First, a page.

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Biden's General Amnesia Gets Spiked

The opinions expressed by columnists are their own and do not necessarily represent the views of
AP Photo/Evan Vucci

At a March 8 White House event to announce the nomination of two female generals to lead U.S. military combatant commands, President Joe Biden seemed to forget the name of Defense Secretary Lloyd Austin and where Austin works. Since the theme of the president's mental acuity is still associated with memes of former President Donald Trump, the media desperately wanted to forget this happened.


It recalls an old moment the media loved to recount: when, in 1981, President Ronald Reagan greeted his secretary of housing and urban development, Samuel Pierce (a black man, like Austin) as "Mr. Mayor" at an event with a receiving line of mayors. The New York Times liked that enough that it recalled the story in Pierce's obituary in 2000, saying, "The widely reported anecdote clearly embarrassed Mr. Pierce and dogged him for the rest of his cabinet tenure."

Compare that to Biden, who proclaimed: "And I want to thank the Sec -- the former general. I keep calling him 'General' -- my -- the guy who runs that outfit over there. I want to make sure we thank the secretary for all he's done to try to implement what we've just talked about, and for recommending these two women for promotion."

A short Washington Post account on this by Felicia Sonmez couldn't squeeze in this embarrassing/amusing gaffe. New York Times reporters Eric Schmitt and Helene Cooper skipped over it in their story headlined "Biden Endorses Female Generals Whose Promotions Were Delayed Over Fears of Trump's Reaction." This anti-Trump angle wasn't even "news," since on Feb. 17, the same reporters offered a story headlined "Promotions for Female Generals Were Delayed Over Fears of Trump's Reaction."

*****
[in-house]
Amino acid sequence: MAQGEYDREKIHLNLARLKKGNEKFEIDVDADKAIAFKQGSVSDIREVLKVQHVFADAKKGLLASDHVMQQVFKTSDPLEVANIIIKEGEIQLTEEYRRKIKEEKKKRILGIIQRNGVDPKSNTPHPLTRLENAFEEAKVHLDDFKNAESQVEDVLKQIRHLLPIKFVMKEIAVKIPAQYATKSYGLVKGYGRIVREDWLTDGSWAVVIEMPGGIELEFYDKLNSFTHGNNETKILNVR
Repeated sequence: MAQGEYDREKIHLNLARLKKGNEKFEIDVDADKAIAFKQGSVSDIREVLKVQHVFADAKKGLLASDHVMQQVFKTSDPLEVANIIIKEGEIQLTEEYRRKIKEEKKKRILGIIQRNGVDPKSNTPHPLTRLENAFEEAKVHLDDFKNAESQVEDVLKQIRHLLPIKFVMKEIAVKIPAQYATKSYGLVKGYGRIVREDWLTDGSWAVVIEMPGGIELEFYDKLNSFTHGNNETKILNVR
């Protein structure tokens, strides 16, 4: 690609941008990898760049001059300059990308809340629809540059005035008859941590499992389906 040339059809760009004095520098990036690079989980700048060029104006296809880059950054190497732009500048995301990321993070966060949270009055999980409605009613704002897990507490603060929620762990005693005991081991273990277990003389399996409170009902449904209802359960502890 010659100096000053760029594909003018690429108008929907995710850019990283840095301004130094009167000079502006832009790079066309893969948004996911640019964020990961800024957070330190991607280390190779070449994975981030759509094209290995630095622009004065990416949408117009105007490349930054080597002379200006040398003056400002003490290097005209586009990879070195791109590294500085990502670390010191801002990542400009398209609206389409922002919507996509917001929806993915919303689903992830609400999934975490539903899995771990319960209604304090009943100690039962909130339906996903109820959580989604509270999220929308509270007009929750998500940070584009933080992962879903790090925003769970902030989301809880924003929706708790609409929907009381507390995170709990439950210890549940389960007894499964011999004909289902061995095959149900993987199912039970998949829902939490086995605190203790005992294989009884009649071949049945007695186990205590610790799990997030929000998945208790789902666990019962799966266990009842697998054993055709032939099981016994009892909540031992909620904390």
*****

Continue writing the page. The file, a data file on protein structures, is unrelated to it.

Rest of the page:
Schmitt and Cooper rattled on against former President Donald Trump for 875 words but couldn't mention the Biden brain cramp. They repeated that last fall, then-Defense Secretary Mark Esper and Gen. Mark Milley, then chairman of the Joint Chiefs of Staff, delayed these nominations because they "feared that if they even broached the women's names, Mr. Trump and some of his top aides would replace them with their own candidates before leaving office."

They even worked in the star witness from the first impeachment of Trump, Lt. Col. Alexander S. Vindman, saying, "Vindman, who left the military last summer after his own entanglement with the White House, argued in the national security blog Lawfare that Mr. Esper and General Milley should have fought it out with Mr. Trump."

The media would probably employ the excuse that Biden mentioned Austin by name earlier at the event, when he appeared to be reading from a teleprompter. CNN's afternoon program "The Lead with Jake Tapper" ran the entire event live, including the gaffe at the end. But when it was over, substitute host Pamela Brown turned to White House reporter Kaitlan Collins, and they went back to the topic of Trump's reported sexism.

The MSNBC program "Deadline: White House" ran several minutes of Biden's prepared remarks but ducked out before the gaffe. Later that night, host Brian Williams ran a clip of Vice President Kamala Harris from the event and then introduced a clip of former Sen. Claire McCaskill, saying, "Today that was simply too much for a former senator who knows both of these generals and regards it as a crime and a tragedy that their promotions had to be kept away from President Trump."


ABC's "World News Tonight With David Muir" offered a 61-word story read by Muir in which he touted Biden's action on International Women's Day and recounted, "young women beginning their military career should know, quote, 'no door will be closed to them.'"

Is it any wonder that half of America thinks the press is in the tank for Biden?

Tim Graham is director of media analysis at the Media Research Center and executive editor of the blog

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